Audiences were also divided over Ryotaro Makihara’s Empire of Corpses, rushed onto the festival screens a mere nine days after its Japanese premiere. Based on the novel of the same name, left unfinished by Satoshi “Project” Ito at his death in 2009, but subsequently completed by Toh Enjoe, this steampunk epic offered fantastic potential – Dr John Watson, future assistant to the world’s most famous detective, on the trail of Victor Frankenstein’s lost notebooks and clues for technology that can lead to the immortality of the soul. Notably, Empire of Corpses does not scrimp on the “punk”, depicting the world of the 1870s as a horrific, colonialist zombie economy, with Frankenstein’s reanimation technology put to use creating an entire underclass of undead slaves. But some viewers seemed disappointed with a story that did not seem to live up to the premise of its opening scenes. Some have suggested that this was less a problem for the animators than a result of the novel’s tragic genesis, with the original author dying a mere thirty pages into its creation.
The Edinburgh leg of the festival featured 14 of the short films from Studio Khara’s Animator Expo, including the scabrous and salacious “Sex and Violence with Machspeed”, and the charming “I Can Friday By Day”, in which hamsters and gerbils secretly pilot humanoid robots disguised as schoolgirls. The remarkably talkative and engaging Mahiro Maeda was present in person to discuss both his Karel Capek adaptation “Kanon” and his ultra-violent “Hammer Head”, and to describe the genesis of the project in the desire to give animators the chance to stretch their talents and make apprentice pieces with an appreciably higher budget than the average TV show.
Accompanying Maeda was the young animator Hibiki Yoshizaki, a former compositor and pop video director, whose “Me! Me! Me!” (pictured) has been the most-debated title on fan discussion boards. An initial set-up of jiggling dancing girls transforms into an increasingly erotic, and then horrific series of vivid tableaux, as they turn upon a dreaming and possibly heart-broken boy. Yoshizaki refused to be drawn out on the underlying story of his film, which may, or may not be thematically linked to his other Expo film “Girl”, in which two of the characters are also glimpsed. When quizzed onstage about the film’s origins and intents, he simply paused, downed an entire glass of Scotch, and then said: “Sorry.”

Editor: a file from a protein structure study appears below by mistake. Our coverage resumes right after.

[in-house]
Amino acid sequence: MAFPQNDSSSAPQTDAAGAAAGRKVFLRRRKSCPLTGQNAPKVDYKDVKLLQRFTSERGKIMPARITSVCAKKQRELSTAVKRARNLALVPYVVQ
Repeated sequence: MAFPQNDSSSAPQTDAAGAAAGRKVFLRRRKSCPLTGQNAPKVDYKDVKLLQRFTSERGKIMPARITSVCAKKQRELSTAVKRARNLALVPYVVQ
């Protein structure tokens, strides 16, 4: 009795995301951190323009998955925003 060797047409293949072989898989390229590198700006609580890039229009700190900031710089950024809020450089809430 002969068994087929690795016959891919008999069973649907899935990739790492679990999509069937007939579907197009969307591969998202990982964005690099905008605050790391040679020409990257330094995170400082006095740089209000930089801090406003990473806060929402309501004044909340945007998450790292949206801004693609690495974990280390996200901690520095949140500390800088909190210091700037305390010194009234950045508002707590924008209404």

In 2016, one of the festival premieres had taken more than seventy years to make it to the screen. The wartime propaganda film Momotaro: Sacred Sailors had been believed lost until the 1980s, and had only recently been restored in a Blu-ray edition. Now, it finally had its UK premiere, competing rather hopelessly for the Golden Partridge with the super high-budget Final Fantasy: Kingsglaive, and the ultimate winner, Makoto Shinkai’s Your Name. Shinkai’s world-beating feature, fated to become the highest-ever earner at the Japanese box office, only just scraped into the top-slot, in a close-fought jury battle with Naoko Yamada’s A Silent Voice.
Guests included director Yoshimi Itazu, in Glasgow to introduce the UK premiere of his sci-fi short Pigtails, and to gather materials for a secret project that would later be revealed as Welcome to the Ballroom. Unable to explain exactly why, he endured the snickers of the audience when he said he was keen on going to Blackpool to do some research. Producer Kohei Kawase showed up in Edinburgh to talk about his film Accel World: Infinite Burst, and to talk at the Education Day about the logistics of running an anime production, and the perils of trying to please all the fans, all the time.
In 2017, Eureka Seven director Tomoki Kyoda leapt at the chance to introduce his Hi-Evolution 1 (pictured) in Scotland, because for him it was a chance to do a spot of… trainspotting.
“Originally Renton was a place-holder name I just lifted from a film I liked,” he explained, discussing the hero of his film. “I figured I would go back and change it sometime. But then the production got so integrated into rave music, and people kept calling him Renton. In fact, the working title for a long time was Renton 7. Eureka just kind of stuck.